they’re doing that because they don’t know what to do inside or don’t have the space. that’s because we’re fortunate to have the the hudson valley flying circus in our area for pole vault. if you keep practicing on those, and running approaches and jumping on those surfaces, you are going to end up slowing down on the approach, and compensating for the slippery floor. not only that, eventually if you try run them the correct way and at the right speed, there’s a good chance you’ll slip and fall. so for my jumpers, high jump training and practicing is very minimal during the indoor season. also, we don’t have the right mats or the space inside to do much for the high jump either. the good thing about that is, it forces the jumpers to practice the way they should compete. so long story short, i’d rather not create bad habits high jumping on slippery floors and tight spaces, and risk an injury. plus, when it’s super cold, athletes just do the bare minimum because they don’t want to be in the cold.
when we are inside, i just have my jumpers stick to the hallways. if we get two days during the winter season to get in the gym, then that’s a good thing. even if you’re not able to do a full approach because you have short hallways (or rounded hallways) you can always break down the approach and work on smaller sections of it. oh, and the pole vault mat, has such a big hole in it, that when the jumpers land in it they literally fall inside the mat, it eats their shoes, and sometimes it takes 2 people to help get them out. a lot of times for us there are no mats or space, so it’s back to working on the approach, sprints, strength training, and developing better overall athletes. if you have no mats, and can get in the gym, than that’s better than a hallway. no matter what we do to strengthen and try improve the body/ legs, jumpers always get them. the other 15% is they’re not used to the “pounding,” and the strength is not there yet. the other things you can focus on if you have very little space or equipment, is takeoffs. obviously you won’t be able to practice these at full speed, unless you have long hallways or a gym, but you can still do basic work on the takeoff.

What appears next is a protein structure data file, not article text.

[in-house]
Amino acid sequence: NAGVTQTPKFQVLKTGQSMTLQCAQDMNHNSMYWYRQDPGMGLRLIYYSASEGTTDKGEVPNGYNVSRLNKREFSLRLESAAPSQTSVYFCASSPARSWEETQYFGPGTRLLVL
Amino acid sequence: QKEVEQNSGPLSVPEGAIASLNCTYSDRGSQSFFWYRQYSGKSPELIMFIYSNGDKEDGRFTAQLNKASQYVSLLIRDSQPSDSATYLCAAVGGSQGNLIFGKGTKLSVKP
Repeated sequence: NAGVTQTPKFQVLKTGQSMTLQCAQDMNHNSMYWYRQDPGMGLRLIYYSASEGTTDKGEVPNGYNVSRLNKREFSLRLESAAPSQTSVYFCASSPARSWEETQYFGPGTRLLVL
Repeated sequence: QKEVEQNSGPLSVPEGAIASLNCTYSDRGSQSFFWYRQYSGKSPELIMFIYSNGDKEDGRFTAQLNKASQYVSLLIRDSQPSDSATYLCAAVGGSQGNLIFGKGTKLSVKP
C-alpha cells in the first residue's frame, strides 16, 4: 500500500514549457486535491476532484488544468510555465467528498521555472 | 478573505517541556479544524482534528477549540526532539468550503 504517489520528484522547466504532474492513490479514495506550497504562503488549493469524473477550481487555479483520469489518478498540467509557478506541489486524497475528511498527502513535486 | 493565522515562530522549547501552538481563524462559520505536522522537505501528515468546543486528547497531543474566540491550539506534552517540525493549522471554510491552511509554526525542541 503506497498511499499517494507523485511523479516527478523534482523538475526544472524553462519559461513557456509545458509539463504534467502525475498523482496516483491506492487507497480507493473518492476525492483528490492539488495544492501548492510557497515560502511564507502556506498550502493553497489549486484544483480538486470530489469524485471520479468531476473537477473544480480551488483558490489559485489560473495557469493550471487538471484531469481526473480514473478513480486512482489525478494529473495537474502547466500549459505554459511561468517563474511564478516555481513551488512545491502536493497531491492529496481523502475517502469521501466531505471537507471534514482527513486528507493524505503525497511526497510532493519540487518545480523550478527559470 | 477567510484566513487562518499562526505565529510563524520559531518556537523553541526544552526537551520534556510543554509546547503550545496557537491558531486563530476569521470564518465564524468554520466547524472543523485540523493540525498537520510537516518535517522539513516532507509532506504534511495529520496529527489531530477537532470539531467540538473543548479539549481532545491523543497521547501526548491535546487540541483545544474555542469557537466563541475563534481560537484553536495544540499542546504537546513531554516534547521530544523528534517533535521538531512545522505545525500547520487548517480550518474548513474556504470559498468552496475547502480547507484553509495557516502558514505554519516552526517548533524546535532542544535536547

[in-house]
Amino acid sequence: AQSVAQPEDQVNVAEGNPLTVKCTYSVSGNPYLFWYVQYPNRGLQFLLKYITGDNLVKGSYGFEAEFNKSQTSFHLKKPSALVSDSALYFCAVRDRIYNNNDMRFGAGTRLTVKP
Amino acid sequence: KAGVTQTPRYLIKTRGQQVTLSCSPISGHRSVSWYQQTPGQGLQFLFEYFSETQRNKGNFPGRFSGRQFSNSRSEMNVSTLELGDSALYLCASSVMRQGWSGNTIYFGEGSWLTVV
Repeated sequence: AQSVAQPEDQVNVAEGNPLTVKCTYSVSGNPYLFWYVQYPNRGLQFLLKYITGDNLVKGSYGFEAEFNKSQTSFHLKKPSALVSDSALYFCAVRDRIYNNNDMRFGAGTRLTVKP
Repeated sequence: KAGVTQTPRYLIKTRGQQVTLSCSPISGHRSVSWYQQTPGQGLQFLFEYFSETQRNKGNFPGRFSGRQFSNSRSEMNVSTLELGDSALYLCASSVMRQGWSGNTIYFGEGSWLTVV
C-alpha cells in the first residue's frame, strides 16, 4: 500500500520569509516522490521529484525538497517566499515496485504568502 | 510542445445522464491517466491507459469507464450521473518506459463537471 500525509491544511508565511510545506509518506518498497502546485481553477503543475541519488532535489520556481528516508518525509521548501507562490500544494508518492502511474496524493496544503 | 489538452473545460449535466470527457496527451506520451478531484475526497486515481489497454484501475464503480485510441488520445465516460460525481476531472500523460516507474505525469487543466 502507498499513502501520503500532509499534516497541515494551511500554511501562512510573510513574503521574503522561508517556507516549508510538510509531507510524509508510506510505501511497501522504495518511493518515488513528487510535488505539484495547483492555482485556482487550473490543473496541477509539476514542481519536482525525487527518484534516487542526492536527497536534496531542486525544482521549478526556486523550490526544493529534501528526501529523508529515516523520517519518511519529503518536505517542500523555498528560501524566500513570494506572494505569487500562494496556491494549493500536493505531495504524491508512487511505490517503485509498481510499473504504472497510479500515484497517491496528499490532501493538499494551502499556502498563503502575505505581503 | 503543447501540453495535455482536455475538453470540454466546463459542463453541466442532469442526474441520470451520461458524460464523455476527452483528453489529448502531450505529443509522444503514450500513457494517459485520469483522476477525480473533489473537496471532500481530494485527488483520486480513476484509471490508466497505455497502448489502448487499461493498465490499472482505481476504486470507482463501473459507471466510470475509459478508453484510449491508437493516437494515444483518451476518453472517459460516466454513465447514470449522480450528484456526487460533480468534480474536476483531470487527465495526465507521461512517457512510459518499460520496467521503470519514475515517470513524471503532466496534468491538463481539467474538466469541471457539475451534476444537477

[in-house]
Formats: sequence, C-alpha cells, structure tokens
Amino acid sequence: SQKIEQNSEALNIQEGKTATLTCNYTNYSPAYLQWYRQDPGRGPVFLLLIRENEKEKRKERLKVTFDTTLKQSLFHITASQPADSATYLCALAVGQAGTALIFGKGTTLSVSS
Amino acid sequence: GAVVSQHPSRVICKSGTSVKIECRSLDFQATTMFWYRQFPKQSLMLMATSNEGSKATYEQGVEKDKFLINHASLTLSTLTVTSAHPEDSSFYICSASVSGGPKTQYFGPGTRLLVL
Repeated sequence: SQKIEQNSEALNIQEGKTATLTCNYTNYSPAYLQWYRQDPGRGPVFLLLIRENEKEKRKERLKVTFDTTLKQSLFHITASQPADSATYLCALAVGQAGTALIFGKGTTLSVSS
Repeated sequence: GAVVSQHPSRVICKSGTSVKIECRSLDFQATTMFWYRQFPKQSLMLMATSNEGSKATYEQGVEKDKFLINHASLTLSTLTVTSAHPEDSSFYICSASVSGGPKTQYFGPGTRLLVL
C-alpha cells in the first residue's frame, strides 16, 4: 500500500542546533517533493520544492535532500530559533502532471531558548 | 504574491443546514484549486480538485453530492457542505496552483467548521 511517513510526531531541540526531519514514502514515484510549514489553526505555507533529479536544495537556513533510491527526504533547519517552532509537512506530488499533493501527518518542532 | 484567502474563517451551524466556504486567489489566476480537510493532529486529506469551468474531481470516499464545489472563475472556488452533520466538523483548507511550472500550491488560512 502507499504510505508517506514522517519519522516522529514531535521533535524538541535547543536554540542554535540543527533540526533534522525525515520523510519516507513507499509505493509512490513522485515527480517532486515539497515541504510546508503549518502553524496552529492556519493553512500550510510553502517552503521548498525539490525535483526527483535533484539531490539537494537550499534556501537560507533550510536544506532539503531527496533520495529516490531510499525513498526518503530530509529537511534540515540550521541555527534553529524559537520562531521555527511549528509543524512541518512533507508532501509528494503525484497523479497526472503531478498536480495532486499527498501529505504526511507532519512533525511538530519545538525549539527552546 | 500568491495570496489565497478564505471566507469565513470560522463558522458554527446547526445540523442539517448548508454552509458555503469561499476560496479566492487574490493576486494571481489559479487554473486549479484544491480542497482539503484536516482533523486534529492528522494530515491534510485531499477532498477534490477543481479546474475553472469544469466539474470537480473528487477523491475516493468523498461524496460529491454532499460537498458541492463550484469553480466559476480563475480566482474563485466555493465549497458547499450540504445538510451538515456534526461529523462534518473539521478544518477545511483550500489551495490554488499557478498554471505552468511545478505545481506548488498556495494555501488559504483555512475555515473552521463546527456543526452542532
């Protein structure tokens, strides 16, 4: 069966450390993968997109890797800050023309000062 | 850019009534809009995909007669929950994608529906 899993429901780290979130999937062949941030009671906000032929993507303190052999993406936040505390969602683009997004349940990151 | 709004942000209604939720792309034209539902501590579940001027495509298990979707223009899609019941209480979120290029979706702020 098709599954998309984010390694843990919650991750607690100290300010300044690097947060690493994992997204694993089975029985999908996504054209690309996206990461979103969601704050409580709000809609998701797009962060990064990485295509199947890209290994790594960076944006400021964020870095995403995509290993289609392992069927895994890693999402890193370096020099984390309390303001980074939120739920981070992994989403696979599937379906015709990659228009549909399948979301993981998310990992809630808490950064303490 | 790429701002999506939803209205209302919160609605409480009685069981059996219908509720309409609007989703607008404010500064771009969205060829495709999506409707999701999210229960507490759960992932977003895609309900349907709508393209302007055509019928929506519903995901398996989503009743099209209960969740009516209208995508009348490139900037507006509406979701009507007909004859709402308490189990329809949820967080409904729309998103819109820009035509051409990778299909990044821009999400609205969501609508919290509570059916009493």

so how do you train for the high jump indoors? sometimes we do takeoff drills within only 10-15 feet of space. high school coaches set up high hurdles within a few feet of the board so long jumpers can “jump” over the hurdles and drills, exercises, training tips, videos and much more for high jump, long jump and triple jump. in this page you are , high jump drills pdf, high jump drills pdf, long jump drills, high jump drills at home, high jump training program for beginners.
plyometric high jump drills. skipping for height (double arm) w/ and w/o vest. hopping up stairs (single and – in the 1960s, an olympic athlete named dick fosbury made history with the “fosbury flop.” fosbury run-up drills. bounding; single leg hops; stretching. core exercises. want to improve your , high jump approach drills, high jump warm up drills, high jump workouts, high jump drills to get hips up
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